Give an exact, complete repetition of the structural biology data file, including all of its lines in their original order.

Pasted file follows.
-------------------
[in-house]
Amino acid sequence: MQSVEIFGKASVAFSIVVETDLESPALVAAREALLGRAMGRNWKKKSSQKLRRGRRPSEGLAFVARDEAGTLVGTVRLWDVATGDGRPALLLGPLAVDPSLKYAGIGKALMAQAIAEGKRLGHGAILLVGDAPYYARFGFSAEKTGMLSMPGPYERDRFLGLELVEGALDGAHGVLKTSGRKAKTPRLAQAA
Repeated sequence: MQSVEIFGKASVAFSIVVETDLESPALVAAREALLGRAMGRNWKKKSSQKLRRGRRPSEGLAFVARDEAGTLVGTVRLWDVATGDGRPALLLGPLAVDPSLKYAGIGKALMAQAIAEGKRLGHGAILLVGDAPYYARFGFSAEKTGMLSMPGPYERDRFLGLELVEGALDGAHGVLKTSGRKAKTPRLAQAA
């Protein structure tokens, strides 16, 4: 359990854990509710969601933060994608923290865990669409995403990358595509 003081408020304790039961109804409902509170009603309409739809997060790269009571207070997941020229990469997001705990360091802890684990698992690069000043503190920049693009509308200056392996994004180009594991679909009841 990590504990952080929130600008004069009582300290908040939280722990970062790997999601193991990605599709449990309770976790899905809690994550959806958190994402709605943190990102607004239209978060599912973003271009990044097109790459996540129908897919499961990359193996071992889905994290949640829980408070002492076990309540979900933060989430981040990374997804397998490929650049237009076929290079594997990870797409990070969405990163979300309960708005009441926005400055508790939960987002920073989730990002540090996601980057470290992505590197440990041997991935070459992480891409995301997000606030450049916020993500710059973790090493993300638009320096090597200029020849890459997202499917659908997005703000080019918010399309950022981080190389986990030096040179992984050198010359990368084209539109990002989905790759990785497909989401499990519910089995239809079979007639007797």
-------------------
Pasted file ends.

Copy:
[in-house]
Amino acid sequence: MQSVEIFGKASVAFSIVVETDLESPALVAAREALLGRAMGRNWKKKSSQKLRRGRRPSEGLAFVARDEAGTLVGTVRLWDVATGDGRPALLLGPLAVDPSLKYAGIGKALMAQAIAEGKRLGHGAILLVGDAPYYARFGFSAEKTGMLSMPGPYERDRFLGLELVEGALDGAHGVLKTSGRKAKTPRLAQAA
Repeated sequence: MQSVEIFGKASVAFSIVVETDLESPALVAAREALLGRAMGRNWKKKSSQKLRRGRRPSEGLAFVARDEAGTLVGTVRLWDVATGDGRPALLLGPLAVDPSLKYAGIGKALMAQAIAEGKRLGHGAILLVGDAPYYARFGFSAEKTGMLSMPGPYERDRFLGLELVEGALDGAHGVLKTSGRKAKTPRLAQAA
């Protein structure tokens, strides 16, 4: 359990854990509710969601933060994608923290865990669409995403990358595509 003081408020304790039961109804409902509170009603309409739809997060790269009571207070997941020229990469997001705990360091802890684990698992690069000043503190920049693009509308200056392996994004180009594991679909009841 990590504990952080929130600008004069009582300290908040939280722990970062790997999601193991990605599709449990309770976790899905809690994550959806958190994402709605943190990102607004239209978060599912973003271009990044097109790459996540129908897919499961990359193996071992889905994290949640829980408070002492076990309540979900933060989430981040990374997804397998490929650049237009076929290079594997990870797409990070969405990163979300309960708005009441926005400055508790939960987002920073989730990002540090996601980057470290992505590197440990041997991935070459992480891409995301997000606030450049916020993500710059973790090493993300638009320096090597200029020849890459997202499917659908997005703000080019918010399309950022981080190389986990030096040179992984050198010359990368084209539109990002989905790759990785497909989401499990519910089995239809079979007639007797």